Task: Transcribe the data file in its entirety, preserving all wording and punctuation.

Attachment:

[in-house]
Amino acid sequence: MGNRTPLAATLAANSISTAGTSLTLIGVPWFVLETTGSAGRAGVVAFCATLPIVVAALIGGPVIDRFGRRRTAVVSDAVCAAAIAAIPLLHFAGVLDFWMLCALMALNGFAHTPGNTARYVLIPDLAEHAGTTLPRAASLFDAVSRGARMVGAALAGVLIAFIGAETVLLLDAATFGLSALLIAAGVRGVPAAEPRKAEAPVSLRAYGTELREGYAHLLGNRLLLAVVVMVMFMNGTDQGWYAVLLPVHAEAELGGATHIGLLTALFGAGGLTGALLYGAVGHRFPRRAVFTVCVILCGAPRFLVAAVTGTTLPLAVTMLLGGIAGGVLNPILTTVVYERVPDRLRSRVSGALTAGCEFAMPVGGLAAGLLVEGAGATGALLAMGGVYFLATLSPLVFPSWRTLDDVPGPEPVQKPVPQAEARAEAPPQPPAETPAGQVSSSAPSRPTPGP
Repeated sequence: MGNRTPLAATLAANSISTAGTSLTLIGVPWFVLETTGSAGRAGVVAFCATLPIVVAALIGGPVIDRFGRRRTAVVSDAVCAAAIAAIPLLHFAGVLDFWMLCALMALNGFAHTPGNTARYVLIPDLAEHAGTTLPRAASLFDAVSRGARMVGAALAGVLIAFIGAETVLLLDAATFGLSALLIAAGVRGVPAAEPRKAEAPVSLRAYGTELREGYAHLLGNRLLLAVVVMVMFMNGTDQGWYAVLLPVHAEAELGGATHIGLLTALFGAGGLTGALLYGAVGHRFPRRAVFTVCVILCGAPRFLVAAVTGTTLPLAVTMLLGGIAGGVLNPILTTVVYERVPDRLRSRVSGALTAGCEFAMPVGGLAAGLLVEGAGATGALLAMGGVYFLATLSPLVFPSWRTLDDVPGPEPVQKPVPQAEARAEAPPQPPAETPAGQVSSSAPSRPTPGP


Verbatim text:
[in-house]
Amino acid sequence: MGNRTPLAATLAANSISTAGTSLTLIGVPWFVLETTGSAGRAGVVAFCATLPIVVAALIGGPVIDRFGRRRTAVVSDAVCAAAIAAIPLLHFAGVLDFWMLCALMALNGFAHTPGNTARYVLIPDLAEHAGTTLPRAASLFDAVSRGARMVGAALAGVLIAFIGAETVLLLDAATFGLSALLIAAGVRGVPAAEPRKAEAPVSLRAYGTELREGYAHLLGNRLLLAVVVMVMFMNGTDQGWYAVLLPVHAEAELGGATHIGLLTALFGAGGLTGALLYGAVGHRFPRRAVFTVCVILCGAPRFLVAAVTGTTLPLAVTMLLGGIAGGVLNPILTTVVYERVPDRLRSRVSGALTAGCEFAMPVGGLAAGLLVEGAGATGALLAMGGVYFLATLSPLVFPSWRTLDDVPGPEPVQKPVPQAEARAEAPPQPPAETPAGQVSSSAPSRPTPGP
Repeated sequence: MGNRTPLAATLAANSISTAGTSLTLIGVPWFVLETTGSAGRAGVVAFCATLPIVVAALIGGPVIDRFGRRRTAVVSDAVCAAAIAAIPLLHFAGVLDFWMLCALMALNGFAHTPGNTARYVLIPDLAEHAGTTLPRAASLFDAVSRGARMVGAALAGVLIAFIGAETVLLLDAATFGLSALLIAAGVRGVPAAEPRKAEAPVSLRAYGTELREGYAHLLGNRLLLAVVVMVMFMNGTDQGWYAVLLPVHAEAELGGATHIGLLTALFGAGGLTGALLYGAVGHRFPRRAVFTVCVILCGAPRFLVAAVTGTTLPLAVTMLLGGIAGGVLNPILTTVVYERVPDRLRSRVSGALTAGCEFAMPVGGLAAGLLVEGAGATGALLAMGGVYFLATLSPLVFPSWRTLDDVPGPEPVQKPVPQAEARAEAPPQPPAETPAGQVSSSAPSRPTPGP